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  • Print publication year: 2013
  • Online publication date: November 2013

58 - Complications of human immunodeficiency virus (HIV) and acquired immunodeficiency syndrome (AIDS)

from Section 9 - Infectious disease emergencies

Summary

This chapter discusses the diagnosis, evaluation and management of small bowel obstruction (SBO). It details the specific types of small bowel obstruction. Common causes of small bowel obstruction include hernias, neoplasms, intussusception, and others. Thorough history should be taken, with particular attention paid to prior SBOs, abdominal surgeries, hernias, cancer, and opiate use. The vital signs of SBO are: fever, tachycardia, hypotension, and tachypnea. The examination of the abdomen is performed by visually inspecting the abdomen for scars and distension. Rectal examination is considered with evaluation for occult blood, although diagnostic yield may below and classically the rectal vault will be empty. In laboratory evaluation findings are not specific to bowel obstruction. Results may show evidence of dehydration, acidosis, renal failure, and leukocytosis. Antibiotics are indicated with evidence of ischemia, perforation, or severe disease, although there is no good evidence supporting or refuting the use of empiric broad-spectrum antibiotics.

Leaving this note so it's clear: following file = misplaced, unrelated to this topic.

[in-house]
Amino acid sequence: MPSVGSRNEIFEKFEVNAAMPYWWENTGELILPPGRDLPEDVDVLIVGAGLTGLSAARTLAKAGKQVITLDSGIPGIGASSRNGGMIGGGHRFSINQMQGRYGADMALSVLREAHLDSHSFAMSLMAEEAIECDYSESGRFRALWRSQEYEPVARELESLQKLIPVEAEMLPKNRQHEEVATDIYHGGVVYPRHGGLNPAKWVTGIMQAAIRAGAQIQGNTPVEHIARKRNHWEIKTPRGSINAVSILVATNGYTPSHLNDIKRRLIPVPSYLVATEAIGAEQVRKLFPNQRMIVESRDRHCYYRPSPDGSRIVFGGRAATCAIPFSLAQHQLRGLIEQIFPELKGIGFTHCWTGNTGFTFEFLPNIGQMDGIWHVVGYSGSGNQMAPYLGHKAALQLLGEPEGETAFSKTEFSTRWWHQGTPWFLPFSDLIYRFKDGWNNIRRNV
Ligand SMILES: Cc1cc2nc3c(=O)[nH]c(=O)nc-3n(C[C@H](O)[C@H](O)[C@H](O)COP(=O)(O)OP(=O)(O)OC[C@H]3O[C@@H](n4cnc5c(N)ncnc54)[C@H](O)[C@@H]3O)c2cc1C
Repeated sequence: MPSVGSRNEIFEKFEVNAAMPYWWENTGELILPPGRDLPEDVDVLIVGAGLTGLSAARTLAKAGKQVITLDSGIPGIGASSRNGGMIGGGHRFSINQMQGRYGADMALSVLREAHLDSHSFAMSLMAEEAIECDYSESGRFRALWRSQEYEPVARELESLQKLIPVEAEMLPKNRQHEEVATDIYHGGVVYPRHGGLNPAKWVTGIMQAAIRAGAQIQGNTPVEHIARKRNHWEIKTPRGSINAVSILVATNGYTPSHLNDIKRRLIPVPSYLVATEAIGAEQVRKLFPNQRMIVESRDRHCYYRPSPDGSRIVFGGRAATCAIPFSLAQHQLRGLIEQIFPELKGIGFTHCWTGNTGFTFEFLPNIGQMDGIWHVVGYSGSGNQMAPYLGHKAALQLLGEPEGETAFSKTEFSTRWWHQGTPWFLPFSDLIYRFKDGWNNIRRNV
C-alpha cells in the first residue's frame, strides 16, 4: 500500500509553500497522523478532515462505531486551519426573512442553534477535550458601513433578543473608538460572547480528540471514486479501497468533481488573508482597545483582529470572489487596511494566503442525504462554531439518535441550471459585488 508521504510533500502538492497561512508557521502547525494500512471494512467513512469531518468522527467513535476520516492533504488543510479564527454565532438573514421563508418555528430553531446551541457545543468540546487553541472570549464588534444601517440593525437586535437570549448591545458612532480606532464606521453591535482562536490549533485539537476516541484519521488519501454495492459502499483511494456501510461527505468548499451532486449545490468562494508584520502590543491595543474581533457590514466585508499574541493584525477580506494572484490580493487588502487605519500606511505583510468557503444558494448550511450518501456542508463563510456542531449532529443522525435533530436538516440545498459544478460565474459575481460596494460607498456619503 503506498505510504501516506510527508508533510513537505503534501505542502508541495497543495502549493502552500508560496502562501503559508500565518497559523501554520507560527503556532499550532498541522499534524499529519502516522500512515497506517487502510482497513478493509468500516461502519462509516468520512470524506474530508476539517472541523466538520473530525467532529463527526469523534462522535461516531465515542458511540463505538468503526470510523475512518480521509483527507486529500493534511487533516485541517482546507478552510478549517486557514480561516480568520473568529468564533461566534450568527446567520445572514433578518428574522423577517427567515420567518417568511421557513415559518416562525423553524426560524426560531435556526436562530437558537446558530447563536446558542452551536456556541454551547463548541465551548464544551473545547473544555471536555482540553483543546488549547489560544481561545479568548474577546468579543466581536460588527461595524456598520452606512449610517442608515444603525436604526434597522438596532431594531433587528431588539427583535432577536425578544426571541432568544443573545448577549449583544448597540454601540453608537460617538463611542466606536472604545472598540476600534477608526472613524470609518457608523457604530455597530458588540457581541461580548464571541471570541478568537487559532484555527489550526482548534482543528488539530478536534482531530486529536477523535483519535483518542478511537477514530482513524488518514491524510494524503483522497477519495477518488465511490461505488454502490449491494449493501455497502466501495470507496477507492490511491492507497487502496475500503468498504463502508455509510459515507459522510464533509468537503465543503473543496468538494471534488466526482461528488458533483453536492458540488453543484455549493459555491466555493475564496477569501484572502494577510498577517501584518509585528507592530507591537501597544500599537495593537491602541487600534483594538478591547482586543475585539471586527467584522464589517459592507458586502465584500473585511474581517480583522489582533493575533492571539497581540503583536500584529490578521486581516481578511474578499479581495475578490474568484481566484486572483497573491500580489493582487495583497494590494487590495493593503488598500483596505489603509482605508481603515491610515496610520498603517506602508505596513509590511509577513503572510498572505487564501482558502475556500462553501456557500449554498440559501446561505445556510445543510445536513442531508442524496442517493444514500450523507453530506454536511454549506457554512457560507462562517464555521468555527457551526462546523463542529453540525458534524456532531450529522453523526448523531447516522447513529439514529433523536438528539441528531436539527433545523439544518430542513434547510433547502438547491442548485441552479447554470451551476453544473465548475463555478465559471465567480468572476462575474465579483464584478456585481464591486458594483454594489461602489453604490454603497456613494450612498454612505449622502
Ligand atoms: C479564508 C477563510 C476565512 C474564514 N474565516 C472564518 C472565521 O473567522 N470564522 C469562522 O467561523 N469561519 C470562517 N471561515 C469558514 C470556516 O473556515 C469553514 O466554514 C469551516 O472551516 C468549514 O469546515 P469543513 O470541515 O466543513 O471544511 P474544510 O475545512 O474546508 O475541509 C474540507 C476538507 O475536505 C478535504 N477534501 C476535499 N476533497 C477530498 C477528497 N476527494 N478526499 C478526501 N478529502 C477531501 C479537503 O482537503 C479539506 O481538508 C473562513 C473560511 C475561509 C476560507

References

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Centers for Disease Control and Prevention. 1993 Revised classification system for HIV infection and expanded surveillance case definition for AIDS among adolescents and adults. JAMA. 1993; 269: 729–30.
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